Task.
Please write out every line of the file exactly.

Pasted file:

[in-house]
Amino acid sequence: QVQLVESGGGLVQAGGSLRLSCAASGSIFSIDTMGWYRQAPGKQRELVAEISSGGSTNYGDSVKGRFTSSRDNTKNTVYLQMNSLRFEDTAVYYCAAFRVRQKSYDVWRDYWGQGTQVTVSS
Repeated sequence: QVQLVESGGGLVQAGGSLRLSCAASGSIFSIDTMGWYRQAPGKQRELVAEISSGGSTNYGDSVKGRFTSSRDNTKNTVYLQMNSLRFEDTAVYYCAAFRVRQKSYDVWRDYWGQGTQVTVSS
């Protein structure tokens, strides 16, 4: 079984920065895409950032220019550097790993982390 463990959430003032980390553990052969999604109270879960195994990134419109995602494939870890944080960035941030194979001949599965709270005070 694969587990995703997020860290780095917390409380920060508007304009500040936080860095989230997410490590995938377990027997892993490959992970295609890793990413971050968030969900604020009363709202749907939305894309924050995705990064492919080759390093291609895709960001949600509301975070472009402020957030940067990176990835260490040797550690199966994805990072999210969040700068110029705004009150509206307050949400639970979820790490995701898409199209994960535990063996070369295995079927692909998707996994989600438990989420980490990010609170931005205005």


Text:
[in-house]
Amino acid sequence: QVQLVESGGGLVQAGGSLRLSCAASGSIFSIDTMGWYRQAPGKQRELVAEISSGGSTNYGDSVKGRFTSSRDNTKNTVYLQMNSLRFEDTAVYYCAAFRVRQKSYDVWRDYWGQGTQVTVSS
Repeated sequence: QVQLVESGGGLVQAGGSLRLSCAASGSIFSIDTMGWYRQAPGKQRELVAEISSGGSTNYGDSVKGRFTSSRDNTKNTVYLQMNSLRFEDTAVYYCAAFRVRQKSYDVWRDYWGQGTQVTVSS
């Protein structure tokens, strides 16, 4: 079984920065895409950032220019550097790993982390 463990959430003032980390553990052969999604109270879960195994990134419109995602494939870890944080960035941030194979001949599965709270005070 694969587990995703997020860290780095917390409380920060508007304009500040936080860095989230997410490590995938377990027997892993490959992970295609890793990413971050968030969900604020009363709202749907939305894309924050995705990064492919080759390093291609895709960001949600509301975070472009402020957030940067990176990835260490040797550690199966994805990072999210969040700068110029705004009150509206307050949400639970979820790490995701898409199209994960535990063996070369295995079927692909998707996994989600438990989420980490990010609170931005205005």